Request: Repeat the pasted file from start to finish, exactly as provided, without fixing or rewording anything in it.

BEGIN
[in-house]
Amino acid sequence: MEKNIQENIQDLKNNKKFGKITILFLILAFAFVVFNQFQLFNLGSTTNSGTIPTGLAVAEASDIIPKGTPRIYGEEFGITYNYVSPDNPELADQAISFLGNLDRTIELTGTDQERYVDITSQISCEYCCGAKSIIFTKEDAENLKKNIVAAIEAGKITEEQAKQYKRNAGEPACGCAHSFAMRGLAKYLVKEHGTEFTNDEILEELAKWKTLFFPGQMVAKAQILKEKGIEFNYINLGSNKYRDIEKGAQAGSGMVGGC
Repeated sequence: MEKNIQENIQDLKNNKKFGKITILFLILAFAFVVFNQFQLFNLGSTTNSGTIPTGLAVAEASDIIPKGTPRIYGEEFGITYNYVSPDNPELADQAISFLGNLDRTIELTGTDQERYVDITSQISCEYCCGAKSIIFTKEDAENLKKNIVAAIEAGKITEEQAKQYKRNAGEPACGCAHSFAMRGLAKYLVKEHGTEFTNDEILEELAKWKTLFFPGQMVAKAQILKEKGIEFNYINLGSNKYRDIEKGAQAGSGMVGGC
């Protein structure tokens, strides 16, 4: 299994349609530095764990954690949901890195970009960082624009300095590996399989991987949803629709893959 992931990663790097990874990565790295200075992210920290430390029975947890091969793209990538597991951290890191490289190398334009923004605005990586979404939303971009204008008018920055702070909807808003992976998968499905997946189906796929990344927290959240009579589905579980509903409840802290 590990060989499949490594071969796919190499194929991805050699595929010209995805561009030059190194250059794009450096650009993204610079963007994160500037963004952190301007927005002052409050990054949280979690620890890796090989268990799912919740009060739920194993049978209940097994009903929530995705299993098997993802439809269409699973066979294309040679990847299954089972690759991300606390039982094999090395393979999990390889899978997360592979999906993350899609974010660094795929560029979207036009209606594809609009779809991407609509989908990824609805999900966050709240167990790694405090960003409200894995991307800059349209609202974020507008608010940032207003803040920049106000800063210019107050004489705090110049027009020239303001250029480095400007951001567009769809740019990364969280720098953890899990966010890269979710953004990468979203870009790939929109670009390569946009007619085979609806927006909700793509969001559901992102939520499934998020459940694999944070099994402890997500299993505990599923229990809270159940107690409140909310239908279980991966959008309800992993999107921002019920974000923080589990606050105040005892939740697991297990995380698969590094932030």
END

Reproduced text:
[in-house]
Amino acid sequence: MEKNIQENIQDLKNNKKFGKITILFLILAFAFVVFNQFQLFNLGSTTNSGTIPTGLAVAEASDIIPKGTPRIYGEEFGITYNYVSPDNPELADQAISFLGNLDRTIELTGTDQERYVDITSQISCEYCCGAKSIIFTKEDAENLKKNIVAAIEAGKITEEQAKQYKRNAGEPACGCAHSFAMRGLAKYLVKEHGTEFTNDEILEELAKWKTLFFPGQMVAKAQILKEKGIEFNYINLGSNKYRDIEKGAQAGSGMVGGC
Repeated sequence: MEKNIQENIQDLKNNKKFGKITILFLILAFAFVVFNQFQLFNLGSTTNSGTIPTGLAVAEASDIIPKGTPRIYGEEFGITYNYVSPDNPELADQAISFLGNLDRTIELTGTDQERYVDITSQISCEYCCGAKSIIFTKEDAENLKKNIVAAIEAGKITEEQAKQYKRNAGEPACGCAHSFAMRGLAKYLVKEHGTEFTNDEILEELAKWKTLFFPGQMVAKAQILKEKGIEFNYINLGSNKYRDIEKGAQAGSGMVGGC
């Protein structure tokens, strides 16, 4: 299994349609530095764990954690949901890195970009960082624009300095590996399989991987949803629709893959 992931990663790097990874990565790295200075992210920290430390029975947890091969793209990538597991951290890191490289190398334009923004605005990586979404939303971009204008008018920055702070909807808003992976998968499905997946189906796929990344927290959240009579589905579980509903409840802290 590990060989499949490594071969796919190499194929991805050699595929010209995805561009030059190194250059794009450096650009993204610079963007994160500037963004952190301007927005002052409050990054949280979690620890890796090989268990799912919740009060739920194993049978209940097994009903929530995705299993098997993802439809269409699973066979294309040679990847299954089972690759991300606390039982094999090395393979999990390889899978997360592979999906993350899609974010660094795929560029979207036009209606594809609009779809991407609509989908990824609805999900966050709240167990790694405090960003409200894995991307800059349209609202974020507008608010940032207003803040920049106000800063210019107050004489705090110049027009020239303001250029480095400007951001567009769809740019990364969280720098953890899990966010890269979710953004990468979203870009790939929109670009390569946009007619085979609806927006909700793509969001559901992102939520499934998020459940694999944070099994402890997500299993505990599923229990809270159940107690409140909310239908279980991966959008309800992993999107921002019920974000923080589990606050105040005892939740697991297990995380698969590094932030």